Anchor ads are not supported on this page.

4S Ranch Allied Gardens Alpine Baja Balboa Park Bankers Hill Barrio Logan Bay Ho Bay Park Black Mountain Ranch Blossom Valley Bonita Bonsall Borrego Springs Boulevard Campo Cardiff-by-the-Sea Carlsbad Carmel Mountain Carmel Valley Chollas View Chula Vista City College City Heights Clairemont College Area Coronado CSU San Marcos Cuyamaca College Del Cerro Del Mar Descanso Downtown San Diego Eastlake East Village El Cajon Emerald Hills Encanto Encinitas Escondido Fallbrook Fletcher Hills Golden Hill Grant Hill Grantville Grossmont College Guatay Harbor Island Hillcrest Imperial Beach Imperial Valley Jacumba Jamacha-Lomita Jamul Julian Kearny Mesa Kensington La Jolla Lakeside La Mesa Lemon Grove Leucadia Liberty Station Lincoln Acres Lincoln Park Linda Vista Little Italy Logan Heights Mesa College Midway District MiraCosta College Miramar Miramar College Mira Mesa Mission Beach Mission Hills Mission Valley Mountain View Mount Hope Mount Laguna National City Nestor Normal Heights North Park Oak Park Ocean Beach Oceanside Old Town Otay Mesa Pacific Beach Pala Palomar College Palomar Mountain Paradise Hills Pauma Valley Pine Valley Point Loma Point Loma Nazarene Potrero Poway Rainbow Ramona Rancho Bernardo Rancho Penasquitos Rancho San Diego Rancho Santa Fe Rolando San Carlos San Marcos San Onofre Santa Ysabel Santee San Ysidro Scripps Ranch SDSU Serra Mesa Shelltown Shelter Island Sherman Heights Skyline Solana Beach Sorrento Valley Southcrest South Park Southwestern College Spring Valley Stockton Talmadge Temecula Tierrasanta Tijuana UCSD University City University Heights USD Valencia Park Valley Center Vista Warner Springs

Ed Bedford snacks on snails

A taste of his New Zealand childhood

Staff fool around with my chowder underneath the company shark
Staff fool around with my chowder underneath the company shark
Video:

Ed Bedford snacks on snails


This is weird. I’m sitting here looking out over the Port from pretty much exactly where some photographer, back on March 24, 1882, pulled the cap off his giant camera lens for a minute and achieved a photo of the Star of India — plus 23 other square-rigged sailing ships parked right down there in the harbor. Yes, I have a hang-up about the Star, aka the oldest active sailing ship in the world! Her name was changed from Euterpe, which honored the goddess of music. Now she’s the flagship of the San Diego Maritime Museum. But this 1882 photo I’m looking at was taken, not in San Diego, but looking down at the Port of Lyttelton here in New Zealand. She’s one of 24 square riggers that pulled in from the U.K., loaded with immigrants. In that era, everybody would have survived by eating salt beef, salt pork, and hard tack — hard-baked ship’s biscuits — day in, day out for four months. The sight of this harbor, gouged from a mountain by an ancient volcano, must have brought out sighs of exhausted relief from the passengers.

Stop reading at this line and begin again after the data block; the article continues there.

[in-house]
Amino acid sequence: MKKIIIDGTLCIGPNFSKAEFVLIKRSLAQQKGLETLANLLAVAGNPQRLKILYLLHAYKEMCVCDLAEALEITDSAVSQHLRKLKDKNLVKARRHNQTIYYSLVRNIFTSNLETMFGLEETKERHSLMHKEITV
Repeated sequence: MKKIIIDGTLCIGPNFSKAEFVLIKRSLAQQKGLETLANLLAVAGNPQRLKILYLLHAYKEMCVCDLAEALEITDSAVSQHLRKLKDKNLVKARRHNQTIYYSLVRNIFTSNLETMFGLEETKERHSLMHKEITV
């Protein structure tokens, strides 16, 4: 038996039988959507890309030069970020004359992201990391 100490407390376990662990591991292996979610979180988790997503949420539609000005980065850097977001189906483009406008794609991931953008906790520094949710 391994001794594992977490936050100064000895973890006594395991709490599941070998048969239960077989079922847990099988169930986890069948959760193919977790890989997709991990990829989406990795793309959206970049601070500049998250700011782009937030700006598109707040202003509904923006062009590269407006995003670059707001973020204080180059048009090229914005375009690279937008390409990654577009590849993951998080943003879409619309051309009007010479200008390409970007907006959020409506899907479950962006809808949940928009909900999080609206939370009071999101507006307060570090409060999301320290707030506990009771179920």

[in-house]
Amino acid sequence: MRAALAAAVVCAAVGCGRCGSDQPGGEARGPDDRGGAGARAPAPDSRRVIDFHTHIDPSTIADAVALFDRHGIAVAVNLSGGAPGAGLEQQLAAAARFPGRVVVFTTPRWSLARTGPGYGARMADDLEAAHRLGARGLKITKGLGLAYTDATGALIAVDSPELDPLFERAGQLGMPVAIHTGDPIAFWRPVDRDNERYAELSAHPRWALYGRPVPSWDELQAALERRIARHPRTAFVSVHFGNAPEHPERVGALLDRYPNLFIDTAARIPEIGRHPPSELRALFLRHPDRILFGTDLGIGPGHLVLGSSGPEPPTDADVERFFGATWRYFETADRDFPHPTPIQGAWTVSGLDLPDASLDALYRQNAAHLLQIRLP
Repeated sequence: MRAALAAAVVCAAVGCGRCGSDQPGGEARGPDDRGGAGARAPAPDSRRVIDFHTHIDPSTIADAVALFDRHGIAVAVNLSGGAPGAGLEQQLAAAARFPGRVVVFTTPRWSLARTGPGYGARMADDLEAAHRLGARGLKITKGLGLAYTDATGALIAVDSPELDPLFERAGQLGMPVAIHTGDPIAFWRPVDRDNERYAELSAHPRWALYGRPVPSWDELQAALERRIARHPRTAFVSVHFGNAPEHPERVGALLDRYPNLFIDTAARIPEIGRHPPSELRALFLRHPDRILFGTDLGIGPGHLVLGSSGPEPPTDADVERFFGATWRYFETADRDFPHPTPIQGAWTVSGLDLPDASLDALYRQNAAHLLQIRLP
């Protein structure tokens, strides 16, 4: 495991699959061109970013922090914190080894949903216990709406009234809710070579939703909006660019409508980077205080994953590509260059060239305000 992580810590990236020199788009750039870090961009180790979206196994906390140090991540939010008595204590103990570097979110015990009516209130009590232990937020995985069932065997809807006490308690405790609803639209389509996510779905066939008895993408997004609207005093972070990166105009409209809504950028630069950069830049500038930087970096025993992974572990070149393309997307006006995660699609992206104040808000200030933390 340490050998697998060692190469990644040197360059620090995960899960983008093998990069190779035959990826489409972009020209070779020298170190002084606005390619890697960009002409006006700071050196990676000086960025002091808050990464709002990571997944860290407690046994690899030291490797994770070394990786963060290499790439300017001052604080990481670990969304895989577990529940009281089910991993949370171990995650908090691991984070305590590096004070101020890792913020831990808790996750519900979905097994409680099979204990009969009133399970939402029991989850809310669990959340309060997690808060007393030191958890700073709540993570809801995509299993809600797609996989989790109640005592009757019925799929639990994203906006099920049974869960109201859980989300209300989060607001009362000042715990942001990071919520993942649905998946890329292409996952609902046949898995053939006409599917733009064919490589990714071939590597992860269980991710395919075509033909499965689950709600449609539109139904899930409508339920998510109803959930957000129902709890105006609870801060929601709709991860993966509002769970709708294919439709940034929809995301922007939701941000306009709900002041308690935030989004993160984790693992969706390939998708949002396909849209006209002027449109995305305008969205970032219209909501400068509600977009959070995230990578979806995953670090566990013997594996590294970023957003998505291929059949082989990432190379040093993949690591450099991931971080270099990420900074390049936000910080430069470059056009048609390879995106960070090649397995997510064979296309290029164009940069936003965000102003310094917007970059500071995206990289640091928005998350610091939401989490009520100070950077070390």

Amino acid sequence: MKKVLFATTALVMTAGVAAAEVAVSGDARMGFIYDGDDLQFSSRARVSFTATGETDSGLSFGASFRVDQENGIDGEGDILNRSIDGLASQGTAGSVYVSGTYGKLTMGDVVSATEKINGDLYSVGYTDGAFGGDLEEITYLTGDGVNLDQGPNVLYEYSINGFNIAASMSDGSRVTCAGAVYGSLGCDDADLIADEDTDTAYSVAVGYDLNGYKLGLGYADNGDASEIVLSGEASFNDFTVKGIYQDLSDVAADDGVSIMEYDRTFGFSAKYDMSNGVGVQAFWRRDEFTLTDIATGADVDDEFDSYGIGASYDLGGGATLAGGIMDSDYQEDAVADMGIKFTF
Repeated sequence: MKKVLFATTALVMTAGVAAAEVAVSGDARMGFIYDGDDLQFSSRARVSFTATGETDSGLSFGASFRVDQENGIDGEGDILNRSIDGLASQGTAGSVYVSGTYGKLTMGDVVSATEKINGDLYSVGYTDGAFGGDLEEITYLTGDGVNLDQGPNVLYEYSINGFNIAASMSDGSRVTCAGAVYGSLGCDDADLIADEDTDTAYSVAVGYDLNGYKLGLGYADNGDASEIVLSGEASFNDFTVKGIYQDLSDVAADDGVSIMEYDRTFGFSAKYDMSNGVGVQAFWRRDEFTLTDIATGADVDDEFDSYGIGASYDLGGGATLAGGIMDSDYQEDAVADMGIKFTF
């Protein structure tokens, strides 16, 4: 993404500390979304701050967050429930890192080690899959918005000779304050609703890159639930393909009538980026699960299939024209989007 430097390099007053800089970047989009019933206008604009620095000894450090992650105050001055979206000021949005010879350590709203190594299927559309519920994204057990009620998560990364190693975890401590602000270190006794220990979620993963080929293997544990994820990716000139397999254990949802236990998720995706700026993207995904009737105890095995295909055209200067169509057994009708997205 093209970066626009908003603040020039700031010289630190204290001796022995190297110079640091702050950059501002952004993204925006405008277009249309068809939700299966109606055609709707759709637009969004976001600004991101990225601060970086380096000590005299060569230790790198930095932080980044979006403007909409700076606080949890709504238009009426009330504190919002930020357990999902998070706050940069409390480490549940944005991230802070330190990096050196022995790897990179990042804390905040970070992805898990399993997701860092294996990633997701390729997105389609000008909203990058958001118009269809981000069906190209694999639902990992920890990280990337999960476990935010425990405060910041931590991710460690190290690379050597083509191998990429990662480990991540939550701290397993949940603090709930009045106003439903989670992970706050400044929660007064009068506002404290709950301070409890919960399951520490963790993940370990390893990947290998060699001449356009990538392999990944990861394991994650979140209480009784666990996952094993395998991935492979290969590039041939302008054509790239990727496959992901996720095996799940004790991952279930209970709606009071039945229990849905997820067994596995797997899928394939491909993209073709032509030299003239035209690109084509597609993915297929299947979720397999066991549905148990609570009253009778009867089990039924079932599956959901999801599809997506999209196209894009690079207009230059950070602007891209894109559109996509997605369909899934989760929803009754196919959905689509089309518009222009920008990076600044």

Talking of which, I’m definitely hungry. Sure hope I can find something more than salted beef and hard tack on a menu around here… ah. Right where thousands of logs are piled dockside for export to China near a ship named Irvinga, this restaurant kinda rises out of the water: Fisherman’s Wharf. There’s a sandwich board outside touting today’s specials. And the first one interests me: “Paua dumplings: housemade dumplings filled with fresh New Zealand paua mince, deep fried. Served with aioli and sweet chili, $22.”

The most delish dish: Paua dumplings, wild, not farmed

I have a thing about paua. When I was a Kiwi kid, my brother and I used to pry them from the rocks and take them home for our mom to cook. They’re really a cousin of abalone, super hard to lever off the rocks. But if you had them fresh and cooked them right, scrumbo! And if you did it the slightest bit wrong, you had the toughest, jaw-busting chew-challenge of your gastro life. (Fortunately, I see that here, they have minced the meat down, so we’re probably almost ordering a paua burger.)

Eventually, big bro and I started feeling sorry for the paua. Turned out they were giant snails, with actual blue blood, a huge black suction foot, and a whakapapa (ancestry) that goes way back. And, they’re disturbingly like us: they have a pair of eyes, a mouth, and breathe through gills. Still, now I’m here, got to try them. It’s Thursday afternoon, and the place is crowded. I’m almost tempted to sit outside with the crowd on the nice window deck with the view, but that chill winter wind is making the ships’ flags fly straight and flicky, so no thanks. I’ll just huddle with the landlubbers inside. They’re all eating beneath a giant shark that is slung over the tables. It’s cozy. All around me, hardy Kiwis are sitting and standing in shorts and wool shirts as though it’s a summer’s day. Me, I sit down with all four layers on, and start looking for something uber-warm to eat before I order the paua dish. Waitress — Sarah? — comes by with menus. Hmm. Interesting array, but pretty much like seafood offerings you’d get in California. Looks a little more expensive, but I have to remember these are New Zealand dollars, maybe a third less valuable. Seafood chowder (with fish, prawns, mussels, squid and veggies in a “creamy volute” with garlic bread) costs NZ$25 (US$15), or it’s NZ$18 (US$11) for an “entrée,” which is what Kiwis call their smaller sampler sizes. Scallops wrapped in bacon go for NZ$18 (US$11), and steamed mussels are NZ$24 (US$15).